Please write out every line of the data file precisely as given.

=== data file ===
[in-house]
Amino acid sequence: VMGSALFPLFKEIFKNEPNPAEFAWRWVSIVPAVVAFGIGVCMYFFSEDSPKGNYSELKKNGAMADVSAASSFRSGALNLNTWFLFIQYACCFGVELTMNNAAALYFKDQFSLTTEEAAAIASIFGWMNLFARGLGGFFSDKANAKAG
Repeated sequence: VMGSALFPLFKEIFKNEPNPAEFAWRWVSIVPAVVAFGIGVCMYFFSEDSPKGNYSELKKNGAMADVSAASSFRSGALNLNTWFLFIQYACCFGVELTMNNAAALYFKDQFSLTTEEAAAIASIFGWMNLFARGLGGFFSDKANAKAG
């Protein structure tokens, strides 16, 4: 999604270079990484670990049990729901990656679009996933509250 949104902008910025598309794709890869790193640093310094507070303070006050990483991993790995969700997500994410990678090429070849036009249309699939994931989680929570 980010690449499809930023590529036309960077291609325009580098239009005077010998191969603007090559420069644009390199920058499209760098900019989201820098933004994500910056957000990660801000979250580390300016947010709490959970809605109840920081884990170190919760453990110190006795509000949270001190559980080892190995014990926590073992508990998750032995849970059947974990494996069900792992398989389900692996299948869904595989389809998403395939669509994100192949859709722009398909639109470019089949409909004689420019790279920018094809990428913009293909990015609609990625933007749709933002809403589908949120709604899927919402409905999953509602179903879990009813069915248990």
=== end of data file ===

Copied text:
[in-house]
Amino acid sequence: VMGSALFPLFKEIFKNEPNPAEFAWRWVSIVPAVVAFGIGVCMYFFSEDSPKGNYSELKKNGAMADVSAASSFRSGALNLNTWFLFIQYACCFGVELTMNNAAALYFKDQFSLTTEEAAAIASIFGWMNLFARGLGGFFSDKANAKAG
Repeated sequence: VMGSALFPLFKEIFKNEPNPAEFAWRWVSIVPAVVAFGIGVCMYFFSEDSPKGNYSELKKNGAMADVSAASSFRSGALNLNTWFLFIQYACCFGVELTMNNAAALYFKDQFSLTTEEAAAIASIFGWMNLFARGLGGFFSDKANAKAG
């Protein structure tokens, strides 16, 4: 999604270079990484670990049990729901990656679009996933509250 949104902008910025598309794709890869790193640093310094507070303070006050990483991993790995969700997500994410990678090429070849036009249309699939994931989680929570 980010690449499809930023590529036309960077291609325009580098239009005077010998191969603007090559420069644009390199920058499209760098900019989201820098933004994500910056957000990660801000979250580390300016947010709490959970809605109840920081884990170190919760453990110190006795509000949270001190559980080892190995014990926590073992508990998750032995849970059947974990494996069900792992398989389900692996299948869904595989389809998403395939669509994100192949859709722009398909639109470019089949409909004689420019790279920018094809990428913009293909990015609609990625933007749709933002809403589908949120709604899927919402409905999953509602179903879990009813069915248990």